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His name might not be as familiar as Giorgio Moroder or Nile Rodgers, but two of the highlights from this collection come from the unsung hero of Disco - Boris Midney. Composer, arranger, producer, sound designer, engineer and an accomplished musician in his own right, the Soviet Union defector created a marriage of music and technology that yielded breathtaking delights. The sparsely ethereal space effect he shaped between gorgeous vocals, wild percussion and roving strings formed uniquely experimental Disco landscapes. This is what the Disco phenomenon was all about. It was one that showcased the most adept and professional singers, while consistently changing with the times, keeping up to date with the latest trends in production techniques and giving rise to an unprecedented commercial saturation that revolutionized the entire recording industry.
All achieved on the way to becoming one of the most enduring catalogues of music in pop history. Watch this space for reviews of the compilations which are released on September Share this article:. Coat stress in the club might seem a vain anxiety, but the struggle was real even in the carefree disco heyday. Then other people would sit on them and have sex on them. Billboard launched its Disco Action dance music chart in , sending the sound of New York discotheques into the mainstream. Disco Action amplified the popularity of black artists championed by indie labels and disc jockeys onto Hot success.
With disco records dominating the charts, it meant that so too did black women.
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A freedom from the Vietnam-era apathy spreading across America, of identity politics or the foreboding times ahead. Inside the club, dancers could forget about Nixon or unemployment or the Iran Hostage Crisis and get lost in music. It was clean, grand, and Grecian in style. Alongside the glittering blue pool and saunas, it housed a cabaret with acts as diverse as Bette Midler, Barry Manilow, and a young Frankie Knuckles , an STD clinic, hamburger stand, and importantly, a disco dancefloor. Italian label Fiorucci was loved for acid-yellow overalls, glitter-fringed cowboy shirts and the good vibes at his store, which was managed by New York drag royalty Joey Arias.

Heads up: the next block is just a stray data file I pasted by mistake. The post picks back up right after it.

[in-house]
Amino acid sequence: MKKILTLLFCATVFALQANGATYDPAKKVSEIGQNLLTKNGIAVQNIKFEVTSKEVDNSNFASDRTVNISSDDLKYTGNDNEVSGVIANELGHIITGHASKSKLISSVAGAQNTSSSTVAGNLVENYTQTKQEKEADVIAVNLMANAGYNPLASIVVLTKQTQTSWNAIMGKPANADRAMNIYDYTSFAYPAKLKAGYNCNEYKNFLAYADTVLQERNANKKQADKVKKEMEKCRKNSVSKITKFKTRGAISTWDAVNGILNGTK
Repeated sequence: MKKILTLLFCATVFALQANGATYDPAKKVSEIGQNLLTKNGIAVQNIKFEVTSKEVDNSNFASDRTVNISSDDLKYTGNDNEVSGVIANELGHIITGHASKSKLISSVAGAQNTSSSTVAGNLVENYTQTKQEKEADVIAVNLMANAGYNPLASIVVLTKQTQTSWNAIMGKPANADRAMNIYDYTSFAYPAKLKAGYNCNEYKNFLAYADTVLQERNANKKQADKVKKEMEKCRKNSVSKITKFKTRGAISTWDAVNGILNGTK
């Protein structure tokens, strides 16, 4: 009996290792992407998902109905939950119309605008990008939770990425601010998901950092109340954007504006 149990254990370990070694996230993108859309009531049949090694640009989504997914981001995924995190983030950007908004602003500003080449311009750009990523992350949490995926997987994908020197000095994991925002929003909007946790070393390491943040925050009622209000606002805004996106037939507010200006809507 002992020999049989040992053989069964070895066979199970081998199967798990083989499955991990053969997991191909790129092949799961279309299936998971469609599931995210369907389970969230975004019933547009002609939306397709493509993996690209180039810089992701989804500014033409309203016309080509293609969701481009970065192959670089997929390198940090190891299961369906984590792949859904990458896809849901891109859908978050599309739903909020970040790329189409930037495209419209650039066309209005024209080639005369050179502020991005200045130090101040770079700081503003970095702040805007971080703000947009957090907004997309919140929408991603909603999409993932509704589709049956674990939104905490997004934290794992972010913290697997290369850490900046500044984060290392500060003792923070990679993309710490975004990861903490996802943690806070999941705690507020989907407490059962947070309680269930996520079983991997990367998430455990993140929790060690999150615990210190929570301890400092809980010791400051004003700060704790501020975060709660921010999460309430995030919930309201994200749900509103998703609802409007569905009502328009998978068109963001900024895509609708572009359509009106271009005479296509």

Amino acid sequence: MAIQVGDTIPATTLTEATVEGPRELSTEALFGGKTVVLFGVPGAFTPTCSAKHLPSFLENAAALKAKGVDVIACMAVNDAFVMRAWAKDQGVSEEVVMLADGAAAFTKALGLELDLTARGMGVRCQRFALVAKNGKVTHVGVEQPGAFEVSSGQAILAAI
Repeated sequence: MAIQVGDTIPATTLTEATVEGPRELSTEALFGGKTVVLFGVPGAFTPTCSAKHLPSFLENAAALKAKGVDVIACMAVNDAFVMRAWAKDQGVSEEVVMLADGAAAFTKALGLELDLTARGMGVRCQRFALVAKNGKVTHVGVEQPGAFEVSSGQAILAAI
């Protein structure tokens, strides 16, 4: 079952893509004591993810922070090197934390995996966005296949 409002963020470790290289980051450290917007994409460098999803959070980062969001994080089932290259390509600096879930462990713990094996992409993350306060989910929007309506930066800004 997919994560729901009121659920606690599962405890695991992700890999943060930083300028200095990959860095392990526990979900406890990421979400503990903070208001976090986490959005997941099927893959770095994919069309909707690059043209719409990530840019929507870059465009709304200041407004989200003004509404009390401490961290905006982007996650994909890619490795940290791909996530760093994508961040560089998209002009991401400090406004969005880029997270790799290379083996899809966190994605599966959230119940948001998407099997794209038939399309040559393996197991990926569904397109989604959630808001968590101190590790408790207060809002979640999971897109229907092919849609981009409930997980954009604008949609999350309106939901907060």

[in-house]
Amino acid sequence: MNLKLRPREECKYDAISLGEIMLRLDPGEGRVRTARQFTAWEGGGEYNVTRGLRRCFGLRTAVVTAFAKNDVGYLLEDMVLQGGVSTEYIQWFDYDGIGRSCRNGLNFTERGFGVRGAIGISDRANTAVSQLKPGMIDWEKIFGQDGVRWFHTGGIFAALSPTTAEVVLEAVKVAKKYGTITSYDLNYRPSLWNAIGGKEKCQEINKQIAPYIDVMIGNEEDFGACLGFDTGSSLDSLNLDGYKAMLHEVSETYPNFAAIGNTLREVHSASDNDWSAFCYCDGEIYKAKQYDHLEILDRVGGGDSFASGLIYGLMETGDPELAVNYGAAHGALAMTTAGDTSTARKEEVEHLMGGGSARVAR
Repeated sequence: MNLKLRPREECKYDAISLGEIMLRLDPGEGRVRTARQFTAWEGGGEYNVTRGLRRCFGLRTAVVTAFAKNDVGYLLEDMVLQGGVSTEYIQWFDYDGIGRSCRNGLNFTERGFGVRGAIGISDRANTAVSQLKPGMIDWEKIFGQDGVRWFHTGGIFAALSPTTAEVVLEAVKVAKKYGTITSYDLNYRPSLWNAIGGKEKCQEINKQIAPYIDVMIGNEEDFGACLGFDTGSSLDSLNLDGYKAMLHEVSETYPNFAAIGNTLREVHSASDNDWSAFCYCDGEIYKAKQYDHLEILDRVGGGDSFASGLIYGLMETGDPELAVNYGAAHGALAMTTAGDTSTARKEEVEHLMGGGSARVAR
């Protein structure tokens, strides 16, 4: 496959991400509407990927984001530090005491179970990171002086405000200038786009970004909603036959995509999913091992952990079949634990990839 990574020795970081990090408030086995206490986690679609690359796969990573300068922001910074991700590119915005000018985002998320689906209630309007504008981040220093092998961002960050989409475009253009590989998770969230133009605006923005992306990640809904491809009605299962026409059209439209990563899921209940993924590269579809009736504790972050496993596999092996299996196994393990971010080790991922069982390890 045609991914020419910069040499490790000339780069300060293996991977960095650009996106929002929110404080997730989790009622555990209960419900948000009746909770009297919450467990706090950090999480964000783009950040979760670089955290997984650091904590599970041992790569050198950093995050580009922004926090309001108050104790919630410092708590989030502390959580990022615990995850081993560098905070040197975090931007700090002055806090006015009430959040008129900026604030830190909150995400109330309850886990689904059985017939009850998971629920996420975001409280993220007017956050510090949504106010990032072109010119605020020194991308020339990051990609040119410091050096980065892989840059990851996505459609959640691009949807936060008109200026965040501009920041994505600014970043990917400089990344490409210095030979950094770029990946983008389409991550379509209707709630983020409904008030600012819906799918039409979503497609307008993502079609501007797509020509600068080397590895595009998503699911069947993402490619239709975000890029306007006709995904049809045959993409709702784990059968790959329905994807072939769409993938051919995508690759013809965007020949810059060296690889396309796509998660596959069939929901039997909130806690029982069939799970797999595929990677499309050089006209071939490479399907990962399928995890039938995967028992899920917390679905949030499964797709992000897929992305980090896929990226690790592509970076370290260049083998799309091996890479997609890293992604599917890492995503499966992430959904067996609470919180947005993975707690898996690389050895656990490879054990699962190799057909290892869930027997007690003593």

Shoppers were offered free espressos to caffeinate before a long night of dancing. Nice, but… kind of vanilla. Early DJs like Terry Noel supposedly the first person to mix two songs together, though many others have made this claim still played 60s failsafes like The Beatles, Elvis, Sinatra, and the Mamas and Papas. The relationship between DJ and audience became crucial.
A good jockey constantly read the mood of the room, crafting a set to keep people on the floor. It will always live in our minds and hearts! Based on the last days of Studio 54, the slow decline is marked, like any dying music scene, by businessmen on the dancefloor. But it was also a space for twenty-somethings to figure out who they were.
To seduce, forget and learn how to be.
“Luring Disco Dollies to a Life of Vice”: Queer Pop Music's Moment
Sometimes a place to feel awkward as hell. The moral of the story? Used in jazz clubs in the s, the mirrorball really took off when those reflected shooting stars could mesmerise a floor full of high, blissed-out disco dancers. By , disco had gone well and truly mainstream.
English Disco Lovers
It was everywhere — across the charts, the radio waves, and bad wedding parties. One hit wonders get a bad rap. Like ecstasy or amphetamines, taking a Quaalude meant entry into a euphoric realm in which you were the best version of yourself. Become a robot and join the staff at Disneyland.